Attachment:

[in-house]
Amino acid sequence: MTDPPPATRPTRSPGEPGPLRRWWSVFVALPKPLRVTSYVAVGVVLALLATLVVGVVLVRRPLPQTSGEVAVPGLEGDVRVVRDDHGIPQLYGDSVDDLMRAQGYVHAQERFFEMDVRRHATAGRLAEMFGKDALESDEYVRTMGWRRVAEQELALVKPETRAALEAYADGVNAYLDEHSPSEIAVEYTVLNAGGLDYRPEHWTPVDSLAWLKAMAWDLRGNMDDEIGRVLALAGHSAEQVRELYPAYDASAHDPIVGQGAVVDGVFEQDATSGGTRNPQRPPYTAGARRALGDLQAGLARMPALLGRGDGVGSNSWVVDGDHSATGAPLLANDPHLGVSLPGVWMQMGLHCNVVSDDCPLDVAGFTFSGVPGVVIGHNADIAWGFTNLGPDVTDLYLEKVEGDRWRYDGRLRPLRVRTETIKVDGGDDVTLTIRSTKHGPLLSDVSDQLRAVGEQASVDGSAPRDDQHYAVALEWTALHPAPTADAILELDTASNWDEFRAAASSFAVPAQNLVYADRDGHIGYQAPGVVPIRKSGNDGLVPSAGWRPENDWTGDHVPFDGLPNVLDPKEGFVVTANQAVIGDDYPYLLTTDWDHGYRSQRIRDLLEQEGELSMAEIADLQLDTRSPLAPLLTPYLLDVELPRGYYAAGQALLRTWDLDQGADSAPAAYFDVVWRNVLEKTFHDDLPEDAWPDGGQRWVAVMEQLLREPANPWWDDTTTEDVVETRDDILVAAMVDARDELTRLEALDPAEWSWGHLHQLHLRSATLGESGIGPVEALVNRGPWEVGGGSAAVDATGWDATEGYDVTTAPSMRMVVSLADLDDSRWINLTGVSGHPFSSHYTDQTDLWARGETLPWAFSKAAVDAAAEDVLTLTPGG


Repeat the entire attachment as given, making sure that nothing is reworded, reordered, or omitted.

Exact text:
[in-house]
Amino acid sequence: MTDPPPATRPTRSPGEPGPLRRWWSVFVALPKPLRVTSYVAVGVVLALLATLVVGVVLVRRPLPQTSGEVAVPGLEGDVRVVRDDHGIPQLYGDSVDDLMRAQGYVHAQERFFEMDVRRHATAGRLAEMFGKDALESDEYVRTMGWRRVAEQELALVKPETRAALEAYADGVNAYLDEHSPSEIAVEYTVLNAGGLDYRPEHWTPVDSLAWLKAMAWDLRGNMDDEIGRVLALAGHSAEQVRELYPAYDASAHDPIVGQGAVVDGVFEQDATSGGTRNPQRPPYTAGARRALGDLQAGLARMPALLGRGDGVGSNSWVVDGDHSATGAPLLANDPHLGVSLPGVWMQMGLHCNVVSDDCPLDVAGFTFSGVPGVVIGHNADIAWGFTNLGPDVTDLYLEKVEGDRWRYDGRLRPLRVRTETIKVDGGDDVTLTIRSTKHGPLLSDVSDQLRAVGEQASVDGSAPRDDQHYAVALEWTALHPAPTADAILELDTASNWDEFRAAASSFAVPAQNLVYADRDGHIGYQAPGVVPIRKSGNDGLVPSAGWRPENDWTGDHVPFDGLPNVLDPKEGFVVTANQAVIGDDYPYLLTTDWDHGYRSQRIRDLLEQEGELSMAEIADLQLDTRSPLAPLLTPYLLDVELPRGYYAAGQALLRTWDLDQGADSAPAAYFDVVWRNVLEKTFHDDLPEDAWPDGGQRWVAVMEQLLREPANPWWDDTTTEDVVETRDDILVAAMVDARDELTRLEALDPAEWSWGHLHQLHLRSATLGESGIGPVEALVNRGPWEVGGGSAAVDATGWDATEGYDVTTAPSMRMVVSLADLDDSRWINLTGVSGHPFSSHYTDQTDLWARGETLPWAFSKAAVDAAAEDVLTLTPGG